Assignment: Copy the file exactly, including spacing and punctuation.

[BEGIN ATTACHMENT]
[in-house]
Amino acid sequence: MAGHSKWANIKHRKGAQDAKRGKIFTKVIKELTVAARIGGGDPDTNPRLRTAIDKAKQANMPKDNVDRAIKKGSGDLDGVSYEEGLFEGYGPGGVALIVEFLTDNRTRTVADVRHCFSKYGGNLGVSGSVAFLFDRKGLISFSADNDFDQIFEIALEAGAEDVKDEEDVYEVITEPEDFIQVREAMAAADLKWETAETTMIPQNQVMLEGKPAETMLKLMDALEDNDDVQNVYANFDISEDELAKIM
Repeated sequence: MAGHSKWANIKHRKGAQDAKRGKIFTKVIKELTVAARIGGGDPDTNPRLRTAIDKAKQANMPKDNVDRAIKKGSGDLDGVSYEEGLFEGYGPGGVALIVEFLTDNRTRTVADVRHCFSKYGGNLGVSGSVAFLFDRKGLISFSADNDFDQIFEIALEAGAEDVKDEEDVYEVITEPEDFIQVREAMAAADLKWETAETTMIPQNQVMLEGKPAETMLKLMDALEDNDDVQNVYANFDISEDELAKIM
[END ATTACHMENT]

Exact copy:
[in-house]
Amino acid sequence: MAGHSKWANIKHRKGAQDAKRGKIFTKVIKELTVAARIGGGDPDTNPRLRTAIDKAKQANMPKDNVDRAIKKGSGDLDGVSYEEGLFEGYGPGGVALIVEFLTDNRTRTVADVRHCFSKYGGNLGVSGSVAFLFDRKGLISFSADNDFDQIFEIALEAGAEDVKDEEDVYEVITEPEDFIQVREAMAAADLKWETAETTMIPQNQVMLEGKPAETMLKLMDALEDNDDVQNVYANFDISEDELAKIM
Repeated sequence: MAGHSKWANIKHRKGAQDAKRGKIFTKVIKELTVAARIGGGDPDTNPRLRTAIDKAKQANMPKDNVDRAIKKGSGDLDGVSYEEGLFEGYGPGGVALIVEFLTDNRTRTVADVRHCFSKYGGNLGVSGSVAFLFDRKGLISFSADNDFDQIFEIALEAGAEDVKDEEDVYEVITEPEDFIQVREAMAAADLKWETAETTMIPQNQVMLEGKPAETMLKLMDALEDNDDVQNVYANFDISEDELAKIM